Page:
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By Miriam Raftery

November 22, 2013 (San Diego’s East County) – For years, wind developers operated with impunity, not held responsible for harm to people, wildlife or communities. But a trio of landmark court rulings this month indicate a shift, with judges holding wind developers liable for the first time for impacts on human health, protected birds, and rural character. 

In a landmark ruling today, a judge in Falmouth, Massachusetts ordered the town's three wind turbines shut off at night, on Sundays and on holidays to protect the health of residents.  ‘‘This is believed to be the first time that a court in the U.S. has ruled that there is sufficient evidence that wind turbines near residential areas are a health hazard to families living nearby,’’ said Virginia Irvine, president of Wind Wise Massachusetts..  The judge ruled that  operation of the turbines nonstop put residents at risk of ‘‘irreparable physical and psychological harm.”  Neighbors had complained of negative health impacts since the turbines were built.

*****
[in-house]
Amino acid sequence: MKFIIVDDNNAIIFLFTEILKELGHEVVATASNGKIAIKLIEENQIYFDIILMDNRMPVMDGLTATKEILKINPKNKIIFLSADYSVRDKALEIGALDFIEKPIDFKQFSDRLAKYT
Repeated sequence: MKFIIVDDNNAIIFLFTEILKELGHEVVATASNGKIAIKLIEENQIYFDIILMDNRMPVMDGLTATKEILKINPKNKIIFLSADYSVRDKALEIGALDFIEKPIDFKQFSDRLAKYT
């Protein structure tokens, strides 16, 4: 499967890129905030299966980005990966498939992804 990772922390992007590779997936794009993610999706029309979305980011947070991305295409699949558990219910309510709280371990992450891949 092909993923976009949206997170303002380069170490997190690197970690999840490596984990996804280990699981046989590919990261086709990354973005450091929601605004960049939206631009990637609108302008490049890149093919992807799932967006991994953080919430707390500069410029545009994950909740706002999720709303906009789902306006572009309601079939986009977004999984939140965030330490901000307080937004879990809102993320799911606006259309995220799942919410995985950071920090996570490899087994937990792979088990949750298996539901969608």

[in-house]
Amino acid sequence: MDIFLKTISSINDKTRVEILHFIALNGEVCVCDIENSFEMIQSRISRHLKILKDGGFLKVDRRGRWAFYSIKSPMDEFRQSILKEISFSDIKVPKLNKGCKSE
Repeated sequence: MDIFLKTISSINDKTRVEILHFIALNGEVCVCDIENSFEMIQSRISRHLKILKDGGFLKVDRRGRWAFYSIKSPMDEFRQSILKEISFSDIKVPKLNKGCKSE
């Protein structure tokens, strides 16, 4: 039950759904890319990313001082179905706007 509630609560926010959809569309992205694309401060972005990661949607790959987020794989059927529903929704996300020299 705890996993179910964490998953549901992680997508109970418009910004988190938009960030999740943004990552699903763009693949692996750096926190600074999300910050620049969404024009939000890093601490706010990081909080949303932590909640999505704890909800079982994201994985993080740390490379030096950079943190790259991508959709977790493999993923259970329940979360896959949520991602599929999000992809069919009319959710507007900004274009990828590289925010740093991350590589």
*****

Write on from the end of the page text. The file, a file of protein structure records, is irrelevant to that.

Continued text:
Also this week, in the first-ever criminal prosecution of a wind company for illegal bird kills under the Migratory Treat Act,  Duke Energy Reneawbles Inc. pled guilty and was ordered to pay a million dollars. Duke's wind projects in Wyoming slaughtered 14 golden eagles and  149 other protected birds. See Department of Justice release on the fine.


In France, meanwhile, a judge earlier this month ordered 10 wind turbines taken down for destroying a community’s rural character with ““unsightliness of white and red flashing lights.”  In  France, 50 percent of wind projects are now in court, Alexandre Gady, president of the Society for the Protection of the Landscape and Aesthetics in France told the AFP.

Wind turbines in the U.S. face increasing resistance from residents amid an onslaught by the wind industry of larger turbines than in the past, magnifying negative impacts.

Locally, litigation is ongoing regarding the controversial Ocotillo Express Wind Facility and the proposed Tule Wind project slated for public land in McCain Valley.

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